This was a topic of heated debate at the American Library Association meeting that I attended in October. It’s all the more interesting now that Google has promised to help digitize the entire contents of several major research libraries.
The answer to the literal question is “no.” Google cannot be a commons because it is a corporation. A commons belongs to everyone in a community or to no one at all, whereas the ownership of a corporation is limited and proportional to an individual’s financial investment. However, the interesting question is whether the whole web, when navigated using Google’s search engine, is a commons. The web doesn’t belong to anyone–or we could say that everyone owns it. Its elements are privately owned and controlled, but it’s quite easy for anyone to add a new page to the pool. While access to (and use of) some webpages is restricted, most of the web has an open feel, just like a classic physical commons.
But what happens when we use Google to find our way through the web? The Internet itself may be unlimited, but the list of top-10 results for any given Google search is very limited and is under the company’s control. Google uses a proprietary database and search algorithm to generate results. In principle, Google’s management could block you from searching at all, or could promote a favored site to #1 for money–or for totally capricious reasons. The Google search algorithm is secret (necessarily, or else people would manipulate their websites to gain higher ranking). Google sells advertising space for cash.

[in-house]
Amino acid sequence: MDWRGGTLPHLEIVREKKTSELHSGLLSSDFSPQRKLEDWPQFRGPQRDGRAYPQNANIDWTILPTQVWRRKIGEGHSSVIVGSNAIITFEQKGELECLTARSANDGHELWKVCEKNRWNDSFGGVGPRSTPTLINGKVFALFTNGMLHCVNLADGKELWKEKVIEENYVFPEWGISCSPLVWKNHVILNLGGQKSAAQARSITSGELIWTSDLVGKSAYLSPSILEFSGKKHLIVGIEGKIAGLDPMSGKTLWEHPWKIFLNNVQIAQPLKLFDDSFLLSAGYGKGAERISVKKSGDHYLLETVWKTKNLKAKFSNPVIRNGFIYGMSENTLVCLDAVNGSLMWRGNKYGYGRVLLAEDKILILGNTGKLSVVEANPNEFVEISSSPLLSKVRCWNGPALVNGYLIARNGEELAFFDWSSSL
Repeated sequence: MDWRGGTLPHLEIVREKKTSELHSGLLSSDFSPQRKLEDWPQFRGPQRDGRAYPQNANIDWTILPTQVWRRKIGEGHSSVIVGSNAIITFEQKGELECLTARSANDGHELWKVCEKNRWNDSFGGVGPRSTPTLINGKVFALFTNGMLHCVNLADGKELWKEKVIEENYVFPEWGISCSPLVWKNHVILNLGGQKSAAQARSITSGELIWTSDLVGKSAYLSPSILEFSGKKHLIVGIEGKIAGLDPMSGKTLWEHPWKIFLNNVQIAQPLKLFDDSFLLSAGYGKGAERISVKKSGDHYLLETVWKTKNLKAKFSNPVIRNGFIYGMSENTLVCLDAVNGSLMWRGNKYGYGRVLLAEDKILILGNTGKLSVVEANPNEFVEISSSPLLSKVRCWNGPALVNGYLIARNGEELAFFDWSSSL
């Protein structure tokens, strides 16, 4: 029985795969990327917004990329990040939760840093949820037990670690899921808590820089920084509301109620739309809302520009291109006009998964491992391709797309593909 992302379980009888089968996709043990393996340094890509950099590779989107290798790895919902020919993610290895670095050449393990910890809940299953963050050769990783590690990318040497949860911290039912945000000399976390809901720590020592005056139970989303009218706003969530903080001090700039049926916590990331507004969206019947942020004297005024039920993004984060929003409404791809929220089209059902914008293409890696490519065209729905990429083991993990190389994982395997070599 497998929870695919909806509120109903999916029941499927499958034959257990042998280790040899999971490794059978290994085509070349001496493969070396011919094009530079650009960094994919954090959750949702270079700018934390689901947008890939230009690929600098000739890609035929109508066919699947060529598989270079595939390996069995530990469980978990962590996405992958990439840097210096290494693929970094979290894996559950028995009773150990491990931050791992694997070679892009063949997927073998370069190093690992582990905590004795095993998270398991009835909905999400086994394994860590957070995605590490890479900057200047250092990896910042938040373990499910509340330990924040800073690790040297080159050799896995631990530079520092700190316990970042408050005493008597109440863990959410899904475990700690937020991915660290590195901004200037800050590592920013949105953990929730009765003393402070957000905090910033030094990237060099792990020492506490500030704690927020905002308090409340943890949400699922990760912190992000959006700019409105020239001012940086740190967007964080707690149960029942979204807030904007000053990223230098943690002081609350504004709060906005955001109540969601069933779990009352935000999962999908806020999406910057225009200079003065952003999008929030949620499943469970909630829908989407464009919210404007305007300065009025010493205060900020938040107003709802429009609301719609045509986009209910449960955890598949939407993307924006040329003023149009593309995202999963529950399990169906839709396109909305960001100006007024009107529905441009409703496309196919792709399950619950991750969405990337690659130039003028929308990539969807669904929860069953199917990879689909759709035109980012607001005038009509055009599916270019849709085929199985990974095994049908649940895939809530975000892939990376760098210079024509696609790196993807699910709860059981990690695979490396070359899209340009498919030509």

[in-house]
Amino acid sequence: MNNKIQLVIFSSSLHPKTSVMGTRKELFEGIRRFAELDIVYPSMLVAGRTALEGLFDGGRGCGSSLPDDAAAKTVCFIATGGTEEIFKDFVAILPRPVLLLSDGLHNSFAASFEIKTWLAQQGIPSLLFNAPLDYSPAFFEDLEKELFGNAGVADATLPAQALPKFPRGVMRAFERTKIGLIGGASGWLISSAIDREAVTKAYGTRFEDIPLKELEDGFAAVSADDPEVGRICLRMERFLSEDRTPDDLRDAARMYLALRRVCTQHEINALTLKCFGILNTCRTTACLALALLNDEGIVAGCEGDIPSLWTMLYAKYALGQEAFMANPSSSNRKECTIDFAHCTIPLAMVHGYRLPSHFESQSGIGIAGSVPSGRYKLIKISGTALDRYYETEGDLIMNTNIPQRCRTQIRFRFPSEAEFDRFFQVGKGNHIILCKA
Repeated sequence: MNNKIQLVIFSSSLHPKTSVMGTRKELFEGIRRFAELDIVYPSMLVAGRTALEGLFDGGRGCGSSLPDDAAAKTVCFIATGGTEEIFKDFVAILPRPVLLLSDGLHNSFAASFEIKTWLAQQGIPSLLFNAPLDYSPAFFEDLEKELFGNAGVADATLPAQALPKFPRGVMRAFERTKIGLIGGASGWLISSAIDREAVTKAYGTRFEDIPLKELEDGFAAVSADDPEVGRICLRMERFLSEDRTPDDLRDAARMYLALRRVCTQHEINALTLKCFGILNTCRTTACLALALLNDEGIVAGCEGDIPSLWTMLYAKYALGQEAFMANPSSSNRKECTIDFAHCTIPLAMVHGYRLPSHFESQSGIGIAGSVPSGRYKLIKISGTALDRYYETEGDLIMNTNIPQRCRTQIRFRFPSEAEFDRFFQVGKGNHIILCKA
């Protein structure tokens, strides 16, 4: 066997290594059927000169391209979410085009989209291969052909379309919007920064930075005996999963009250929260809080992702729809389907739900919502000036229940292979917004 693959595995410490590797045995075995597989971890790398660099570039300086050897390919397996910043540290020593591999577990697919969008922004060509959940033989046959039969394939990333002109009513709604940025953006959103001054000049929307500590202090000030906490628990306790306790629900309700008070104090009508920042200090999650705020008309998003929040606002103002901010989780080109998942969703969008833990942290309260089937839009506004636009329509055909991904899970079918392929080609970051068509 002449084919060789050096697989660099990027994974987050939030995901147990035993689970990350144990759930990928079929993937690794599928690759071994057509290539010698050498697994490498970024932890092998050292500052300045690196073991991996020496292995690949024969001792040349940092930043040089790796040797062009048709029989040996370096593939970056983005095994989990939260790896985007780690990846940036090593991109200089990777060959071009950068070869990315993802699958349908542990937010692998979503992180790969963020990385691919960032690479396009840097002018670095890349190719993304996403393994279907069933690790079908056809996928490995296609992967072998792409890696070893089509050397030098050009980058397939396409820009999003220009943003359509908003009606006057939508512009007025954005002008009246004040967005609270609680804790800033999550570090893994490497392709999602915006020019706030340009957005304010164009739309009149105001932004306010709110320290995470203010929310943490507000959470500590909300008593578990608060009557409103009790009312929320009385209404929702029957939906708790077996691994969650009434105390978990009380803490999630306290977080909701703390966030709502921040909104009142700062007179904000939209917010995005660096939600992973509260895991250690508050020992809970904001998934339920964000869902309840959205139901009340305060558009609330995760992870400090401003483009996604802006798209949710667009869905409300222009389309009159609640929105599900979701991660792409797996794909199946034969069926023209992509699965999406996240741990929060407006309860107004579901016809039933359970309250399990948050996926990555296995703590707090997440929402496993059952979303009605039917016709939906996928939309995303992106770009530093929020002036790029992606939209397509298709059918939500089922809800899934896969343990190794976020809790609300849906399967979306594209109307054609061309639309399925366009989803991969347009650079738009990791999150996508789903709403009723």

None of these features sounds compatible with a “commons.” On the other hand, Google has chosen to create a space with many commons-like features. To the best of my knowledge, Google still ranks sites proportionally to the number of links from other sites. A link is a kind of gift or vote. A large number of incoming links does not indicate quality or reliability, but it does indicate popularity within the community of website-owners. Google’s search results mirror that popularity. To be sure, money can buy popularity, yet there are many cheap sites that have become major nodes on the web.
In theory, Google could start charging for placement (not only for the advertisements that appear on the right side of the screen, but also for basic search results). However, that would be a risky move for the company, since its popularity comes from its commons-like feel. Besides, Google’s capacity to destroy the commons does not prove that there is no commons on its site right now. Every commons is subject to destruction and/or control. The Alaska wilderness is a commons (I think), yet the state and federal government could suddenly decide to charge large fees for access. Thus the question is not whether Google must create and preserve a commons, but whether it has done so to date.
Some people feel that corporations are fundamentally incompatible with a commons. They may be attracted to the idea of the commons in the first place because they are hostile to corporate capitalism. It’s worth asking, however, exactly what’s wrong with corporations. Do they promote consumerism? Google is a portal to many political, civic, spiritual, and environmental pursuits as well as e-commerce. Are corporations undemocratic? Google has made money by using a fairly democratic system for ranking its search results. Its system is not perfectly equitable, but neither is any conceivable government. Are corporations greedy? Sometimes private vice brings public benefit.
To me, the best question is: Compared to what? Google has created a tenuous kind of commons, with secret rules and concentrated power. But democratic governments tend to create commons with similar problems. And anarchic commons, such as the high seas, are easily destroyed by individuals’ greed. I’d say that Google is about as good a large-scale commons as we have seen, although we’ll have to keep a close eye on it. The price of liberty is eternal vigilance, even in the 21st century.